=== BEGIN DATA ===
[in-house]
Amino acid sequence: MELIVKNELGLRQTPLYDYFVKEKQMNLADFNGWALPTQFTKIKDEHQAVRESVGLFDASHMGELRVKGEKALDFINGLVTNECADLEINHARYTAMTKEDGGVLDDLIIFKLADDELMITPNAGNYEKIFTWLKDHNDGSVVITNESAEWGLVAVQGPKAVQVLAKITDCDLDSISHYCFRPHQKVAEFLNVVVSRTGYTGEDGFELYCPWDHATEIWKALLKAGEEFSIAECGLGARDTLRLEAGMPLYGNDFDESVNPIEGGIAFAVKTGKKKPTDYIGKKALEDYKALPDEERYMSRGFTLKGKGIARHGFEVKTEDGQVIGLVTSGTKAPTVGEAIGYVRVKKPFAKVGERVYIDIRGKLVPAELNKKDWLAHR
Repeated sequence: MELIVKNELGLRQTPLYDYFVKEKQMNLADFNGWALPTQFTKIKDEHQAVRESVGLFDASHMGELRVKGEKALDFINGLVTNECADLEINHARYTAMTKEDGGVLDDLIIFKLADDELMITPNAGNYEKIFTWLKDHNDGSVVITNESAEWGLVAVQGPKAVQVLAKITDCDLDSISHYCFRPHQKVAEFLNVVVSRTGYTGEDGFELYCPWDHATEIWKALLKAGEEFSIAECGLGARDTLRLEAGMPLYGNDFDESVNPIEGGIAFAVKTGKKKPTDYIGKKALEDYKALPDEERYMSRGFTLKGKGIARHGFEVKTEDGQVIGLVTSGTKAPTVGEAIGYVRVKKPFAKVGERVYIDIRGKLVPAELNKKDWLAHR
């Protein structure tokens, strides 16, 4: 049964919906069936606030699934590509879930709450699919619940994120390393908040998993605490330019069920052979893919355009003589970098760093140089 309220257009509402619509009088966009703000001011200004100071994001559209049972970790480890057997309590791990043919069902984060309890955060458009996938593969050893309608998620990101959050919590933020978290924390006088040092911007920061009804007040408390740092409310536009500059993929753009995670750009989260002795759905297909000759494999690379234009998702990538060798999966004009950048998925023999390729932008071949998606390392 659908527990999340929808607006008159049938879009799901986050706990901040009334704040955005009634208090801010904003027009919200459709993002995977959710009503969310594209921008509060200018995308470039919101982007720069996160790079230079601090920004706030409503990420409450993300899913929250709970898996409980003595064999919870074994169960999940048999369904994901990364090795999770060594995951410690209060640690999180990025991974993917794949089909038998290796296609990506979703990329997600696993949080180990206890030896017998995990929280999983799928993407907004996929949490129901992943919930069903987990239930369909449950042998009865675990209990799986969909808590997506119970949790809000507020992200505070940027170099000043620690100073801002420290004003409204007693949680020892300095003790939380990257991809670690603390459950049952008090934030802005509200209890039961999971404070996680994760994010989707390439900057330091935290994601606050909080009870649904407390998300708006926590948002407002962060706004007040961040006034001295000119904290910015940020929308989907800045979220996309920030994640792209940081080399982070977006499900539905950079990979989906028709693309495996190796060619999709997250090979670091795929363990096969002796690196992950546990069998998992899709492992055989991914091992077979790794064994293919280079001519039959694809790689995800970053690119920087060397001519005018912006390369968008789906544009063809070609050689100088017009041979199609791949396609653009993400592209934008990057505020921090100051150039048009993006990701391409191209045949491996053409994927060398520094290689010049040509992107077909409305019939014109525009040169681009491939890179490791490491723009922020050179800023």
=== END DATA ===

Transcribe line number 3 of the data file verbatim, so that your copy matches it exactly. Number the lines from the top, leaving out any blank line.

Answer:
Repeated sequence: MELIVKNELGLRQTPLYDYFVKEKQMNLADFNGWALPTQFTKIKDEHQAVRESVGLFDASHMGELRVKGEKALDFINGLVTNECADLEINHARYTAMTKEDGGVLDDLIIFKLADDELMITPNAGNYEKIFTWLKDHNDGSVVITNESAEWGLVAVQGPKAVQVLAKITDCDLDSISHYCFRPHQKVAEFLNVVVSRTGYTGEDGFELYCPWDHATEIWKALLKAGEEFSIAECGLGARDTLRLEAGMPLYGNDFDESVNPIEGGIAFAVKTGKKKPTDYIGKKALEDYKALPDEERYMSRGFTLKGKGIARHGFEVKTEDGQVIGLVTSGTKAPTVGEAIGYVRVKKPFAKVGERVYIDIRGKLVPAELNKKDWLAHR